Human dragon skull discovery in China could add species to human family tree – .

Human dragon skull discovery in China could add species to human family tree – .

The most promising fossil ever found that could be Denisovan evidence comes from a cave in Tibet: a massive jawbone with two sturdy molars, dating back at least 160,000 years. In 2019, scientists isolated proteins from the jaw and their molecular makeup suggests they belonged to a Denisovan, rather than a modern human or Neanderthal.

This molecular evidence — combined with fossil evidence — suggests that the common ancestors of Homo sapiens, Neanderthals, and Denisovians lived 600,000 years ago.

Our lineage separated from itself, then 400,000 years ago the Neanderthals and Denisovans diverged. In other words, Neanderthals and Denisovans were our closest extinct relatives. They even crossed paths with the ancestors of modern humans, and today we carry pieces of their DNA.

But many puzzles still remain at this stage of human history, especially in East Asia. Over the past few decades, paleoanthropologists have found a number of fossils, many of which are incomplete or damaged, which exhibit features that make them resemble our own species and other features that suggest they belong elsewhere in the world. hominid family tree.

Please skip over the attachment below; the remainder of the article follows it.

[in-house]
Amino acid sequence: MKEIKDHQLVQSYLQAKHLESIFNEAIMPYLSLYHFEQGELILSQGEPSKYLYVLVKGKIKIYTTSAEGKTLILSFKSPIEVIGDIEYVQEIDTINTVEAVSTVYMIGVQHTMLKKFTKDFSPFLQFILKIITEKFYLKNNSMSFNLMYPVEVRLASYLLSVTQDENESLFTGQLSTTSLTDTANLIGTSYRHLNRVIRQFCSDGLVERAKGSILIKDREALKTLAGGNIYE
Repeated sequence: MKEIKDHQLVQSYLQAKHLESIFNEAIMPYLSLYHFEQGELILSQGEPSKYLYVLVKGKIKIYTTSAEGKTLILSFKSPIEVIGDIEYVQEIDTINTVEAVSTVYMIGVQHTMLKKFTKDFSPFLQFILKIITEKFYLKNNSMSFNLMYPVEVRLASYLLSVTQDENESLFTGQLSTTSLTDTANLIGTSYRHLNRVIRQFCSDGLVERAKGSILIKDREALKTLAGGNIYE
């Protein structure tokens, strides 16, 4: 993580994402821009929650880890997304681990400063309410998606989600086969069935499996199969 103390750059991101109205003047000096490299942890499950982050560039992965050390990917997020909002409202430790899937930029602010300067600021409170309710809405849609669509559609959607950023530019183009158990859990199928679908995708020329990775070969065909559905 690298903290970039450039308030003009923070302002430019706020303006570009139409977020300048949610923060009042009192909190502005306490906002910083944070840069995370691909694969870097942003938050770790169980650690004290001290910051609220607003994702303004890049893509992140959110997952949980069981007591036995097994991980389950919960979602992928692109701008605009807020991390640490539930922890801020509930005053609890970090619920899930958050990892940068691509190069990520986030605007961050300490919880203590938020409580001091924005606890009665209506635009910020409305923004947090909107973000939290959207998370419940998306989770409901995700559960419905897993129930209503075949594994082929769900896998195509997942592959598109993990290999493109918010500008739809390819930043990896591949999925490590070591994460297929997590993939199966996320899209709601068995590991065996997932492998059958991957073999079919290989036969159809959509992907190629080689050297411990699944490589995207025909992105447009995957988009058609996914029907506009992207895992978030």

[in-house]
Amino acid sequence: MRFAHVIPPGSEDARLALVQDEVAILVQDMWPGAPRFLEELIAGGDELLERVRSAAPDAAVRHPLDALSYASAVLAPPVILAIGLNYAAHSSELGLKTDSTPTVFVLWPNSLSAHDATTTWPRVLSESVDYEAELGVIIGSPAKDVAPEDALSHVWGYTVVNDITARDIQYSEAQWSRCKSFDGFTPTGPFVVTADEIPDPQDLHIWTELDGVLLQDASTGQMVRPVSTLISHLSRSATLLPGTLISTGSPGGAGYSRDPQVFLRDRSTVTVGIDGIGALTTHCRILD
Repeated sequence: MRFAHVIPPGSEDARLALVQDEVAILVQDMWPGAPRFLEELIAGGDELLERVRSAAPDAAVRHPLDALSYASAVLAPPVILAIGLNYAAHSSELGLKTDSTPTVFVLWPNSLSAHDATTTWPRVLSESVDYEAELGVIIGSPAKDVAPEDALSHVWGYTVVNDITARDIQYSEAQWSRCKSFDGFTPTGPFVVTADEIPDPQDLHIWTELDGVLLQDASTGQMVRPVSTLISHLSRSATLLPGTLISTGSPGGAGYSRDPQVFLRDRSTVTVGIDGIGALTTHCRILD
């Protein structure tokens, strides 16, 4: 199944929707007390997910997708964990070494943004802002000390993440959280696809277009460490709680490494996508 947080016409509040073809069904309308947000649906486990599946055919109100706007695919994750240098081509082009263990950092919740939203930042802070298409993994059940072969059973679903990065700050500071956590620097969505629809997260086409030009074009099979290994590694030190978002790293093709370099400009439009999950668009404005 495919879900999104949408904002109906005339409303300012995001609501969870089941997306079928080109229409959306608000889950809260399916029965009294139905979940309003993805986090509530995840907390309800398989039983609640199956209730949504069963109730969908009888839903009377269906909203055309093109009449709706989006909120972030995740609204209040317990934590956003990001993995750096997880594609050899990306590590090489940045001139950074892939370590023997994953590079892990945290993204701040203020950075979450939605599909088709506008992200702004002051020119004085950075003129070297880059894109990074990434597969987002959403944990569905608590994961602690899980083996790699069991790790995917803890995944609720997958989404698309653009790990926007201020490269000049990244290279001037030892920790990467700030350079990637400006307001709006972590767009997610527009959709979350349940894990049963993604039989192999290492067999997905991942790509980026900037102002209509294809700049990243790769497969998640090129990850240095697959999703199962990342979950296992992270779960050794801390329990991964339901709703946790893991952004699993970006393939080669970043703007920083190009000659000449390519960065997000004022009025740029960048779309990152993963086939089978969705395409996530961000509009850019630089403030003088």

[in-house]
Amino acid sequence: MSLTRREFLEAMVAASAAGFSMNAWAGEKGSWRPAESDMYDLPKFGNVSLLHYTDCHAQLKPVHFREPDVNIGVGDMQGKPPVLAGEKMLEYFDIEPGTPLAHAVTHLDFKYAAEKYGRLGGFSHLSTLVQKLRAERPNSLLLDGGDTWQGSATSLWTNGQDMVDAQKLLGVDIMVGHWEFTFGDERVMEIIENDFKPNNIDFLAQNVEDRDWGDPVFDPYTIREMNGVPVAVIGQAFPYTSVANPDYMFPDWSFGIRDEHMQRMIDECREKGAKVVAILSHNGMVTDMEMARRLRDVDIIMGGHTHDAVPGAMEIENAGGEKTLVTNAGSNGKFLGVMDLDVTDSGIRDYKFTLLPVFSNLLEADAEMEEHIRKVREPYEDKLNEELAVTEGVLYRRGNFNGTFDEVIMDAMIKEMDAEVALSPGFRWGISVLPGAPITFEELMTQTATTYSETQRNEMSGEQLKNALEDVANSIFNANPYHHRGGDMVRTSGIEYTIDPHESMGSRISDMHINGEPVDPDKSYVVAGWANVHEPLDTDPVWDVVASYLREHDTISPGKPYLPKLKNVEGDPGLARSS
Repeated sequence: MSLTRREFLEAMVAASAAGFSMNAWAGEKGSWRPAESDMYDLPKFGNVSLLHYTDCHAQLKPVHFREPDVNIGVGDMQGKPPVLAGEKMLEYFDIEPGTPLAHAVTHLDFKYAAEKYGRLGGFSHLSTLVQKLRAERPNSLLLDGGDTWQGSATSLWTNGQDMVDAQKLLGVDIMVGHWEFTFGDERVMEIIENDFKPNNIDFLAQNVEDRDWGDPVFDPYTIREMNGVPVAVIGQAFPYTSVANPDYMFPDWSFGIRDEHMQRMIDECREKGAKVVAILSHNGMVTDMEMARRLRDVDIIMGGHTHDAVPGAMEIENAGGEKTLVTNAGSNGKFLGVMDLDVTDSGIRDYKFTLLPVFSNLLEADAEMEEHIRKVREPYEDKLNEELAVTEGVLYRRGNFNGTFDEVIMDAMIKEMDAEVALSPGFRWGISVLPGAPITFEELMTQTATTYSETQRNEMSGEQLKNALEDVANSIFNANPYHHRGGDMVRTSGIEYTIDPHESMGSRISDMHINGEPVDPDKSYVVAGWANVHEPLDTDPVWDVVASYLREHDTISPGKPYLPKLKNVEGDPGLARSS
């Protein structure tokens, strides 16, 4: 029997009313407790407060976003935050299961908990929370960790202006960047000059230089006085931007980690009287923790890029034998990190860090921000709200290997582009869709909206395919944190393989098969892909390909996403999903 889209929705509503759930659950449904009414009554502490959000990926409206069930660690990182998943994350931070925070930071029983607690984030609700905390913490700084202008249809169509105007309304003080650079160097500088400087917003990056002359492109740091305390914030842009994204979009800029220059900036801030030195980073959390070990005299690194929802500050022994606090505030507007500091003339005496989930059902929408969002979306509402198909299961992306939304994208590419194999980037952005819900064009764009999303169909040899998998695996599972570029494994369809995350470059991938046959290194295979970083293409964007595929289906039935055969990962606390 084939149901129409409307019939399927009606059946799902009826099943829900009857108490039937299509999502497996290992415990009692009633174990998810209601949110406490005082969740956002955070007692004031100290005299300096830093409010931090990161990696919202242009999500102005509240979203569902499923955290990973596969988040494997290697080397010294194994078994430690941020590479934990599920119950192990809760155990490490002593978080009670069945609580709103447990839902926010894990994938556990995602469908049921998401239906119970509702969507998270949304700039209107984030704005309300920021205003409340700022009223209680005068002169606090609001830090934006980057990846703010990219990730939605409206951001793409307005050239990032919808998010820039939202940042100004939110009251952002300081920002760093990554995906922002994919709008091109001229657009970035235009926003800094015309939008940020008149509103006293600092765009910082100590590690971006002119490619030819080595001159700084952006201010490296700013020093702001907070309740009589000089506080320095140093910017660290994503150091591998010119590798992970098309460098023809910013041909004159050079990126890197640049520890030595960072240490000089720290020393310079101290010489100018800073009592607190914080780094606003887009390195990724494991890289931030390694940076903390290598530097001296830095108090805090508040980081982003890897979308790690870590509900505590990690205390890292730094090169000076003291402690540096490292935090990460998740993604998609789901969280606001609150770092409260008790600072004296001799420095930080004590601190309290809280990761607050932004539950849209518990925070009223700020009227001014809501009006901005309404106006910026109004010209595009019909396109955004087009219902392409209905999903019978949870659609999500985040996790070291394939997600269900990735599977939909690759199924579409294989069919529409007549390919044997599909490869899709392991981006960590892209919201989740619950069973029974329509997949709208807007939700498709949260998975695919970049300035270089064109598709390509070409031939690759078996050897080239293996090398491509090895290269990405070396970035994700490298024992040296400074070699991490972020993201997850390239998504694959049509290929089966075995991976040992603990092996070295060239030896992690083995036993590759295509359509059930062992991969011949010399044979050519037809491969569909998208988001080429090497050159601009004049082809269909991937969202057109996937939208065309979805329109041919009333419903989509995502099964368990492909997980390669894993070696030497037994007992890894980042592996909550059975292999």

Katerina Harvati, a paleoanthropologist at the University of Tübingen in Germany who was not involved in the new study, said the dragon man’s skull could “help clarify some of the confusion.”

To understand how Homo longi fits into the human family tree, scientists compared his anatomy to 54 hominid fossils. Researchers have found that it belongs to a line that includes the jawbone in Tibet which has been identified as being from Denisovan.

The skull looked even more like part of a skull discovered in 1978 in China’s Dali County, dating back 200,000 years. Some researchers believed that the Dali fossil belonged to our own species, while others believed it belonged to an older lineage. Still others even called the fossil a new species, Homo daliensis.


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